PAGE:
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Browns hire Bengals’ Hue Jackson as coach

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    Cincinnati Bengals offensive coordinator Hue Jackson watched as players warmed up before a game against the Oakland Raiders, in Oakland, Calif.

CLEVELAND » Hue Jackson has experience as a head coach, knows the AFC North and has fixed quarterbacks.

Just want the Browns were looking for.

The Bengals offensive coordinator, who waited four years for his second crack at leading an NFL team, has been hired as Cleveland’s next coach, a person familiar with the decision told the Associated Press today.

The 50-year-old Jackson will become the struggling franchise’s eighth coach since 1999 once the sides have finalized his deal, the person told The AP on condition of anonymity because the team has not announced the hiring.

The Browns were drawn to Jackson because of the season he spent as Oakland’s head coach, his deep knowledge inside their division and his strong record working with quarterbacks like Carson Palmer and Andy Dalton.

Cleveland owns the No. 2 overall pick in this year’s draft and will likely use it on a quarterback — possibly California’s Jared Goff or Memphis’ Paxton Lynch.

It remains to be seen what plans Jackson might have for Johnny Manziel, the troubled QB whose two seasons in Cleveland have been filled with controversy and more chaos than the Browns needed.

Jackson spent the past two seasons overseeing Cincinnati’s offense. A former college quarterback at Pacific, Jackson pushed Dalton to his best statistical season and was known for his creative flair with unbalanced lines and unorthodox formations. The Bengals were among the league’s most exciting offenses with a solid balance and quick-strike capability.

Jackson replaces Mike Pettine, who was fired after going 10-22 in two seasons.

After dismissing Pettine — and general manager Ray Farmer — owner Jimmy Haslam was determined to find the right coach to serve as “the leader of the team and the face of the franchise.” For now, that’s Jackson, who has spent 15 seasons coaching in the NFL, establishing himself as one of the profession’s rising stars.

Jackson’s challenge in Cleveland will be turning around a team that can’t seem to get out of its own way. Pettine had the Browns off to a 7-4 start in 2014, but he lost 18 of his last 21 games. The Browns were at times competitive, but remain at the bottom of one of the league’s toughest divisions.

Jackson had his second interview with Haslam on Tuesday in Cincinnati. The likable coach had scheduled an interview for Thursday with the New York Giants, but the Browns made sure that wouldn’t happen and now have their sixth coach since 2008.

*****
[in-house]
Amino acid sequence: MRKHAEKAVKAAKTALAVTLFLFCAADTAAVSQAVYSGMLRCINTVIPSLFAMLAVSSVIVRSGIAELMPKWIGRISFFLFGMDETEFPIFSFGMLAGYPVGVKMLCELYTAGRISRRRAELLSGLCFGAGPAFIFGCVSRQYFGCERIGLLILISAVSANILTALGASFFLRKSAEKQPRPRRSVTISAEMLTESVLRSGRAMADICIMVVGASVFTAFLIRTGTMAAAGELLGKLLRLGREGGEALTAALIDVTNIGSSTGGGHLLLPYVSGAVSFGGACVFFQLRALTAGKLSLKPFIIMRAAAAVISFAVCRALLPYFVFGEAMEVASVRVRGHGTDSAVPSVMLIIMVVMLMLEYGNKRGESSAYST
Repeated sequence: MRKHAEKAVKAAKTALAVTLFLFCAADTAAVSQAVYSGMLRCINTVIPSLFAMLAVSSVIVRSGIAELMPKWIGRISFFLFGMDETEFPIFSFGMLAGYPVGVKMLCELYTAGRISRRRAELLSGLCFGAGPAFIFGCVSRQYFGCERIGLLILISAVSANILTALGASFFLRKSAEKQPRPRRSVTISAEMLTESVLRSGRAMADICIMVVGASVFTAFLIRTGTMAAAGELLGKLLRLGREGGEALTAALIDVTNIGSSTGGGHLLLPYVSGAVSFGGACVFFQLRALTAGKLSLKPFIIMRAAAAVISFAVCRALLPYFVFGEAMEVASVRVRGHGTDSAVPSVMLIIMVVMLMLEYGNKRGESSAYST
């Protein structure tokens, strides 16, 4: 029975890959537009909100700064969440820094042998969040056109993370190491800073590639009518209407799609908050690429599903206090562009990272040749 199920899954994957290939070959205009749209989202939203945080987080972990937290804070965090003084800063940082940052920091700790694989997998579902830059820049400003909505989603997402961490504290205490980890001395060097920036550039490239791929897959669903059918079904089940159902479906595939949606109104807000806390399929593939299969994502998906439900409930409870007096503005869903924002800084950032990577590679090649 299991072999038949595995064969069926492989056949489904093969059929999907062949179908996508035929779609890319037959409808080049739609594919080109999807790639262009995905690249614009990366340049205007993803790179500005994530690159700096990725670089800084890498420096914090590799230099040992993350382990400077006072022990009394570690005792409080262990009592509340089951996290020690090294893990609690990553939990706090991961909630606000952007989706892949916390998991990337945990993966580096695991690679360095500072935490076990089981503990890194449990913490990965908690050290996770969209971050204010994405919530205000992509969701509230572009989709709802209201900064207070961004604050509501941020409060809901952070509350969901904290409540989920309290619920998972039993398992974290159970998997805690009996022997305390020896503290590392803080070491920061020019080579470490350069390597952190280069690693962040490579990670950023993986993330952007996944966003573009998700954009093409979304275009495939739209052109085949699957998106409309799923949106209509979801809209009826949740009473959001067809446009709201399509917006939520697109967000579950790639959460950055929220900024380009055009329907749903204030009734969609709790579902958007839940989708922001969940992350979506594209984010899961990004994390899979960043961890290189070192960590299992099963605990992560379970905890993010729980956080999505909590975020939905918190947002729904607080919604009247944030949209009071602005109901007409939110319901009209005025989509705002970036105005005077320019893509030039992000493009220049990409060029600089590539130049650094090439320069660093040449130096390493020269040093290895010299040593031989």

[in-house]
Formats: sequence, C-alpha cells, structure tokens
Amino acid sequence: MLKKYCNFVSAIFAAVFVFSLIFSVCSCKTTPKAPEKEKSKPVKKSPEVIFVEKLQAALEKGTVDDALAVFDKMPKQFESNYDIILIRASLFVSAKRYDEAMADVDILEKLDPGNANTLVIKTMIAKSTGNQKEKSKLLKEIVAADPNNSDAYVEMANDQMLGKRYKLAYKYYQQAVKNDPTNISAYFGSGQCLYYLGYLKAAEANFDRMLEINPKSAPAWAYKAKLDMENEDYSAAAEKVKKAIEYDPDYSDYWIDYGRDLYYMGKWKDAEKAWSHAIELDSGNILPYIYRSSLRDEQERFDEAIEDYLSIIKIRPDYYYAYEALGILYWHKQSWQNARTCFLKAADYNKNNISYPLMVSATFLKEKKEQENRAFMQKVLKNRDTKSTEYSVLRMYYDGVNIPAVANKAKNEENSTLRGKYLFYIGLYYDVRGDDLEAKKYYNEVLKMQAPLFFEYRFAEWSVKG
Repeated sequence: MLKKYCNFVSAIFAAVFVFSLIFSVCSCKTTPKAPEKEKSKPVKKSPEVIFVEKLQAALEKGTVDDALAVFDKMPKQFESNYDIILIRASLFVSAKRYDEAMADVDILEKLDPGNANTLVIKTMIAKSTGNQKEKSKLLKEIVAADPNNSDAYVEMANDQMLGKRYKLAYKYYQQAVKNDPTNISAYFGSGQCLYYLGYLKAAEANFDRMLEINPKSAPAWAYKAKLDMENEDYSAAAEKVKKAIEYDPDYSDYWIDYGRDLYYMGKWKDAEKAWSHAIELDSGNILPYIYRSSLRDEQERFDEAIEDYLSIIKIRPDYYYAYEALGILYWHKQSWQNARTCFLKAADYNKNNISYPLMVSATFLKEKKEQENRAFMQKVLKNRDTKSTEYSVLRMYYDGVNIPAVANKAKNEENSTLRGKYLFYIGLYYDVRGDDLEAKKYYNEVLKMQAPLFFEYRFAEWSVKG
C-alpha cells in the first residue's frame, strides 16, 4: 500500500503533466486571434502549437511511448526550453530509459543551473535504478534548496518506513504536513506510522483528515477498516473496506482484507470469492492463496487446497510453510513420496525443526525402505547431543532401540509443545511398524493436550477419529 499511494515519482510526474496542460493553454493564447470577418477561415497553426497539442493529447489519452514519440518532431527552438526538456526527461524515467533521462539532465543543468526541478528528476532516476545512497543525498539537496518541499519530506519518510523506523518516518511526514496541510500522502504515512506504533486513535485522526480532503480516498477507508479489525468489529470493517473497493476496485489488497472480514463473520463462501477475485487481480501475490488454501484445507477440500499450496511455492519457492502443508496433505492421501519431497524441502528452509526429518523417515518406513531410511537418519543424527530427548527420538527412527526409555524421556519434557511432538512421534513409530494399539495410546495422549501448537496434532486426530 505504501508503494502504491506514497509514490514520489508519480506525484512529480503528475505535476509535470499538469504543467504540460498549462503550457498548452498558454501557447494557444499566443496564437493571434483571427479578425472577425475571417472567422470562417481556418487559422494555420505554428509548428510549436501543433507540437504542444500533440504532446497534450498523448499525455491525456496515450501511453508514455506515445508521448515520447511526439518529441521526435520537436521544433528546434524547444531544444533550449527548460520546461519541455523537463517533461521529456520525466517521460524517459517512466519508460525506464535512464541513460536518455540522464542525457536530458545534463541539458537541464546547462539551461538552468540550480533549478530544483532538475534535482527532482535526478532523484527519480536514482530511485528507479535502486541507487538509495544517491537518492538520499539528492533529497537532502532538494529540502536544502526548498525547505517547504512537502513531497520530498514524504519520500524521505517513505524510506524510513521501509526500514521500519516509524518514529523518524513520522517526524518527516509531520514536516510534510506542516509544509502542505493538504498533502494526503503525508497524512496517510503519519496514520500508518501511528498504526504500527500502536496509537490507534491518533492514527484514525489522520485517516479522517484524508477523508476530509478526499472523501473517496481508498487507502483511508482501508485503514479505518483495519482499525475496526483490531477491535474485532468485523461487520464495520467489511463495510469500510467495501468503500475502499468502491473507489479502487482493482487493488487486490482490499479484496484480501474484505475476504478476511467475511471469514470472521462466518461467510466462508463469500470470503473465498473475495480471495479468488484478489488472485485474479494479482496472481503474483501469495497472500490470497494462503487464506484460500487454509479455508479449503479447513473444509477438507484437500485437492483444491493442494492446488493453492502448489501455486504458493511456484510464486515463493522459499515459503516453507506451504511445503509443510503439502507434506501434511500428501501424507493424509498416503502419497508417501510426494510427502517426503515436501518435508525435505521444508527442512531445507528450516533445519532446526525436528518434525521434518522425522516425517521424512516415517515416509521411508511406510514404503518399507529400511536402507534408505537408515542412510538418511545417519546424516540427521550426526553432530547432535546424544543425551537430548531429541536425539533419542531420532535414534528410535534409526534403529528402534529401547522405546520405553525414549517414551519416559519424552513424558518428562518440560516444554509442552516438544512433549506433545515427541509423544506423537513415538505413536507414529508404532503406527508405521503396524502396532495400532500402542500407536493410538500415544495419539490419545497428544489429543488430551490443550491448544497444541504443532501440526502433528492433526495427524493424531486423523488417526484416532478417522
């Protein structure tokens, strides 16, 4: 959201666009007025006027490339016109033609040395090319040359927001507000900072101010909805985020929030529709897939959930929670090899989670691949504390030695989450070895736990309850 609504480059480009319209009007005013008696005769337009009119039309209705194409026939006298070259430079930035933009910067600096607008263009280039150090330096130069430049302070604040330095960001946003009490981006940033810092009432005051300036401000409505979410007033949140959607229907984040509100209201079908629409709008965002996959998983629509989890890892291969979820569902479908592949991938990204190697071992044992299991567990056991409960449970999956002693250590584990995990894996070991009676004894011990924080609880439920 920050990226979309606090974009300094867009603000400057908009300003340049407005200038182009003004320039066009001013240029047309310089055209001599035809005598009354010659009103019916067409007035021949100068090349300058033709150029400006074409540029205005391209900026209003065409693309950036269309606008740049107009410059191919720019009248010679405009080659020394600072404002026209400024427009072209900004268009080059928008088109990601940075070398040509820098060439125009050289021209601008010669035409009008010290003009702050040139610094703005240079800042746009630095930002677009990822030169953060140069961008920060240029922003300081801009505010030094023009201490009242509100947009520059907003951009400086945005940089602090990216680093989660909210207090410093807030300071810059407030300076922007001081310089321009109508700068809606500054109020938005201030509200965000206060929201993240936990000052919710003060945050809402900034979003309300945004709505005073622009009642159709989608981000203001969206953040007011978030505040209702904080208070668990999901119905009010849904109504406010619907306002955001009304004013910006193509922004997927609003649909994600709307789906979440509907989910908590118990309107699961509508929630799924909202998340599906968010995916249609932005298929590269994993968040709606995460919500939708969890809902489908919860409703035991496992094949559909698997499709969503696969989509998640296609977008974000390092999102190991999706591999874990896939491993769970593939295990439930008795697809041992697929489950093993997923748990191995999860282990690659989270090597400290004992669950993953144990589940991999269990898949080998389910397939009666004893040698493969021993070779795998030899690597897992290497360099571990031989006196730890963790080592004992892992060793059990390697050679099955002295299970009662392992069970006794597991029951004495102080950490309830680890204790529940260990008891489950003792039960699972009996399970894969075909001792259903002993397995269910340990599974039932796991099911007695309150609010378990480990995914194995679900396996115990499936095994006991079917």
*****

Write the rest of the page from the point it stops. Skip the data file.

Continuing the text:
Jackson told good friend and NFL Network reporter Michael Silver that the Browns “made me feel comfortable.”

And now that they’ve found their coach, the Browns will focus on hiring a new GM who will be responsible for getting Jackson some talent.

Cleveland’s latest coaching search didn’t last as long as the previous one, but it was no less harrowing for Browns fans, who have been through this drill before. They’re holding out hope Jackson can slow a coaching and quarterback carousel almost always spinning in Northeast Ohio.

Landing Jackson is a coup for the Browns, who have been overmatched against the Bengals in their three most recent games.

It’s been a whirlwind few days for Jackson. After the Bengals were beaten 18-16 by Pittsburgh in a memorable AFC wild-card game on Saturday night, Jackson spent five hours meeting with the San Francisco 49ers and then four with Cleveland’s search committee, which included recently-promoted director of football operations Sashi Brown and Paul DePodesta, a former baseball executive considered one of the best analytics experts in pro sports.

On Tuesday, Haslam skipped the owner’s meetings in Houston so he could have a second meeting with Jackson, a sit-down that escalated into a contract offer.

As they reboot again, the Browns are hoping Jackson’s experience in Oakland — another franchise with its share of dysfunction — will help them get back to relevancy quickly. Cleveland hasn’t been to the playoffs since 2002, and the franchise has endured 14 double-digit loss seasons since returning to the league in ‘99.

Jackson went 8-8 with the Raiders but was fired amid an ownership change. Oakland is just 18-46 since his departure.

Following his dismissal in the Bay Area, Jackson returned to the Bengals, where he coached their wide receivers from 2004-06. On Marvin Lewis’ staff, he coached special teams, defensive backs and running backs before being promoted to coordinator.

Jackson was the seventh and final candidate interviewed by the Browns.

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